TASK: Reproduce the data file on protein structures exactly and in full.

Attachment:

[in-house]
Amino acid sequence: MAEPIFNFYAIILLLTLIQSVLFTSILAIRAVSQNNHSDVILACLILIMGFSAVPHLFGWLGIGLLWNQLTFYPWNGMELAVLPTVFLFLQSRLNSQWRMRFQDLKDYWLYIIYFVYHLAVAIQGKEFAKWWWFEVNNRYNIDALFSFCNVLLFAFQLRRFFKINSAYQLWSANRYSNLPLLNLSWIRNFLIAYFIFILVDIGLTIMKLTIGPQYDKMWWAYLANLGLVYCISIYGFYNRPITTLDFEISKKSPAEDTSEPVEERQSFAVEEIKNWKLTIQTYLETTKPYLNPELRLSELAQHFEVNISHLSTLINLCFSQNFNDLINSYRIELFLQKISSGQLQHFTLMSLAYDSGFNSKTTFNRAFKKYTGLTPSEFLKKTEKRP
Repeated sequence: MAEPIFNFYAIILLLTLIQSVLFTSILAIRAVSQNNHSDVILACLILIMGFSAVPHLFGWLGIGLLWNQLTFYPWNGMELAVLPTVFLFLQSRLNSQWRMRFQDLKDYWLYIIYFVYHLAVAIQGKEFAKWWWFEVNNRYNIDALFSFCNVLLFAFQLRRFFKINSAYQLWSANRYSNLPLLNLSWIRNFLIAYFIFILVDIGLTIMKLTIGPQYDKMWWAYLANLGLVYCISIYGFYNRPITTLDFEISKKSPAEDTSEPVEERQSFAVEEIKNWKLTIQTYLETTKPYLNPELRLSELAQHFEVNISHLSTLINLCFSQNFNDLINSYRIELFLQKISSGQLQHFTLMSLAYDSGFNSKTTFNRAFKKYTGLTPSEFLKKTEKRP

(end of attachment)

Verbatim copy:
[in-house]
Amino acid sequence: MAEPIFNFYAIILLLTLIQSVLFTSILAIRAVSQNNHSDVILACLILIMGFSAVPHLFGWLGIGLLWNQLTFYPWNGMELAVLPTVFLFLQSRLNSQWRMRFQDLKDYWLYIIYFVYHLAVAIQGKEFAKWWWFEVNNRYNIDALFSFCNVLLFAFQLRRFFKINSAYQLWSANRYSNLPLLNLSWIRNFLIAYFIFILVDIGLTIMKLTIGPQYDKMWWAYLANLGLVYCISIYGFYNRPITTLDFEISKKSPAEDTSEPVEERQSFAVEEIKNWKLTIQTYLETTKPYLNPELRLSELAQHFEVNISHLSTLINLCFSQNFNDLINSYRIELFLQKISSGQLQHFTLMSLAYDSGFNSKTTFNRAFKKYTGLTPSEFLKKTEKRP
Repeated sequence: MAEPIFNFYAIILLLTLIQSVLFTSILAIRAVSQNNHSDVILACLILIMGFSAVPHLFGWLGIGLLWNQLTFYPWNGMELAVLPTVFLFLQSRLNSQWRMRFQDLKDYWLYIIYFVYHLAVAIQGKEFAKWWWFEVNNRYNIDALFSFCNVLLFAFQLRRFFKINSAYQLWSANRYSNLPLLNLSWIRNFLIAYFIFILVDIGLTIMKLTIGPQYDKMWWAYLANLGLVYCISIYGFYNRPITTLDFEISKKSPAEDTSEPVEERQSFAVEEIKNWKLTIQTYLETTKPYLNPELRLSELAQHFEVNISHLSTLINLCFSQNFNDLINSYRIELFLQKISSGQLQHFTLMSLAYDSGFNSKTTFNRAFKKYTGLTPSEFLKKTEKRP